How to easily finish outside corners (especially acute)

In this tutorial I want to demonstrate the easiest technique I use for professional corner finish.

I think I am not mistaken when I say that at some point all sewists face the problem of hemming around a corner when two exterior raw edges are coming together at an angle. Especially at an acute angle. I didn’t find many tutorials about how to do it easily. And those that I found discribe it differently than I am going to show you now.

We need to do it when we sew for example slits on skirts, or curtain panels, or some triangular pieces of cloth like neckerchiefs, etc. Recently I made a silk dress without a pattern ( I put step-by-step tutorial how to sew it on my blog) and I needed to finish two acute corners of the dress and to show everybody how to do it.

So in this tutorial I want to demonstrate the easiest technique I use for professional corner finish. I want to show you how to fold and sew the fabric at the corner of a hem so there is a diagonal seam from the point of the corner to inside the edge of the hem.

All measurements in this tutorial are given in centimeters. The similar measurements in inches can be found taking the approximation 1cm = 3/8”, 0.5cm = 3/16”.

Our goal is to finish the corner of a piece of fabric in a professional manner, both functional and beautiful. We intend to have seams of 1cm on both sides of the fabric.

The initial piece of material is in image 1 and the final result showing the finished corner is in image 2. Below I will present the procedure step by step.

My logo with number 1We will begin with the fabric wrong side up by folding the fabric in half aligning the two edges marked A and B in image 3 then pressing; the result is presented in image 4.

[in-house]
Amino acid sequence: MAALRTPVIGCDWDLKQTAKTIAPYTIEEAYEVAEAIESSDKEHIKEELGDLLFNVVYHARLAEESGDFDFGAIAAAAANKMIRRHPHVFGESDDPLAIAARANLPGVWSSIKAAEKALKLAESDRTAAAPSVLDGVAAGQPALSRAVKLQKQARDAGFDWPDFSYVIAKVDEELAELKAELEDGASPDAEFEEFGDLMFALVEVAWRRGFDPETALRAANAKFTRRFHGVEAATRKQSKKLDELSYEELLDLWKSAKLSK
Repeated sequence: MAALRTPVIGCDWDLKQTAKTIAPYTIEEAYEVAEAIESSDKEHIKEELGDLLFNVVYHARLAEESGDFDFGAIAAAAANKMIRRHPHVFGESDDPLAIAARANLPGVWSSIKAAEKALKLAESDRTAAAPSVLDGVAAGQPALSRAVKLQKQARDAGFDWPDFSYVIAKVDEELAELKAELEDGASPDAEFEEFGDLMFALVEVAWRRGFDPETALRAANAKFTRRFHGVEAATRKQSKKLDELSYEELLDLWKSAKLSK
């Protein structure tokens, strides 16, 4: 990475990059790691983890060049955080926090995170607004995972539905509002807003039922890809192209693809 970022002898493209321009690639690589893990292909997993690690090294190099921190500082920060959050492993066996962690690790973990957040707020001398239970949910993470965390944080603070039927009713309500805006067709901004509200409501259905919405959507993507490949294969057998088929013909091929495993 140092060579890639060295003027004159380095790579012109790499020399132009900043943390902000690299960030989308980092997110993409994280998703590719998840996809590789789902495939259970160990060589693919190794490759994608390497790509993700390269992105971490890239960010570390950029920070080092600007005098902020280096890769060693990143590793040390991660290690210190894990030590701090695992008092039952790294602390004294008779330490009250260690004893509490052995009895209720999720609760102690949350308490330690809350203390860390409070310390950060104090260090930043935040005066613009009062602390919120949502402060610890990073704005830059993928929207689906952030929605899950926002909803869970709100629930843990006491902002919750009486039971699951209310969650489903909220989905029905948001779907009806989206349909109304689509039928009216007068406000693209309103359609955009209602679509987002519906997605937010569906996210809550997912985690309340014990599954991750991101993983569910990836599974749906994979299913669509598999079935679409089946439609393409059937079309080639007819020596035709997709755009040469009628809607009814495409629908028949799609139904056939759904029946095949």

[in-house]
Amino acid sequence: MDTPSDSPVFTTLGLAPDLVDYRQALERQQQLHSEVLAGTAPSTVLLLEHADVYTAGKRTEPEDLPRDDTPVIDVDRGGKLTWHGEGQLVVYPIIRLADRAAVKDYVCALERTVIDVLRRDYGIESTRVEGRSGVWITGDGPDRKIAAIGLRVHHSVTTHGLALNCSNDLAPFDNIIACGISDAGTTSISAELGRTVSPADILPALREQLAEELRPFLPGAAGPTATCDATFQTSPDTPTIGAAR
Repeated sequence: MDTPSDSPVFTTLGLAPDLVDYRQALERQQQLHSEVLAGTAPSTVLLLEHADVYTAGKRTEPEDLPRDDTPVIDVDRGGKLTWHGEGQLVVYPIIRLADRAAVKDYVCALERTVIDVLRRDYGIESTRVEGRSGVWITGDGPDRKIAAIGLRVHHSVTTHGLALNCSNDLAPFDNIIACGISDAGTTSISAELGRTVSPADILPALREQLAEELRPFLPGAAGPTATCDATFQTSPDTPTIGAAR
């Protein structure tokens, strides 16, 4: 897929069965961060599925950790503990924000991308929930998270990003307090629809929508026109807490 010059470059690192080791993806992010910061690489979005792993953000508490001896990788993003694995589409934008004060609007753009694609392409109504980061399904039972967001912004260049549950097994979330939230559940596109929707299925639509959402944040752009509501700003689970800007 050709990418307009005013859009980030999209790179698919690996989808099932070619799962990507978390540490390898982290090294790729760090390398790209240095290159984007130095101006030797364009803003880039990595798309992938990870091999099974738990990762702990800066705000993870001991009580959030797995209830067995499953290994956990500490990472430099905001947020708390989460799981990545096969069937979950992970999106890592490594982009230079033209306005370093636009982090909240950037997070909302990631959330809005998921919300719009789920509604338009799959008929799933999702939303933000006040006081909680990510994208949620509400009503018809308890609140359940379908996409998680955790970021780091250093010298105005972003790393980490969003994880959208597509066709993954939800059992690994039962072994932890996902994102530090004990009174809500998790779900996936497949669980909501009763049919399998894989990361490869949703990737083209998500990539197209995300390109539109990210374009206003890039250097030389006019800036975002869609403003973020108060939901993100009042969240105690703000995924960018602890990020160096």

My logo with number 2For seams of 1cm draw a line perpendicular on the edges A – B at the point where the length of that line is 2cm; scale accordingly for seams larger or smaller than 1cm. Use a disappearing marker or another marking method that will not damage or stain the fabric.

My logo with number 3Fold along the line drawn in step 2 aligning raw edges.

 

 

My logo with number 4Mark the fabric along the edge of the fabric after folding like in the image below:

My logo with number 5Find a spot along where the length of a perpendicular on the edges A – B to the newly drawn line is equal to the length of the seam ( 1cm in our example ). Mark that with a line.

my logo with number 6Stitch between points A and B as shown in the image below.

 

Cut the seam allowances; there are two cuts to be made as shown in the image below, first about 0.5cm from the line A – B then a small cut at the point A. Pay attention, do not touch point A or the stitch. The purpose of the cuts is to remove excess material that would make folding and pressing difficult.

my logo with number 8Press the seams open (not with an iron though, just do it with your fingers). The shape of the corner and the final seams will become now apparent. The right side of the fabric is at this point hidden in the artificial pocket created by the stitch. 

my logo with numer 9Turn the fabric inside out so that now the right side is facing out. Use a pointed object to reach the tip of the corner, in our case a bamboo stick was used. The result is shown in the image below, for reference please note the stitch done at step 7 shown by line C, points A and B.

my logo with number 10Fold the final seams starting at point B and following a straight line. Press.

 

my logo with number 11 Success ! Final result (back and front) is below.

 

Similar work can be done with every kind of corner, acute, right or obtuse. The following set of images will exemplify the case of a right corner, the steps are easily recognizable even if the images look a little differently. If you want to see a larger image just click on it and it will be open in a pop-out window.

I hope I made the description clear. But if you have some questions don’t hesitate to ask in the comments below. Please, share it if you think that it will be helpful for your sewing friends. 

2 Comments

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    • Olga Balasa

      Thank you so much! I try my best. Blogging is fun. I am still new to it, my blog is only two months old now. I am happy that it started to show in Google. I plan to do so much more on my blog but never have enough time to do everything I plan. Lol

      Reply

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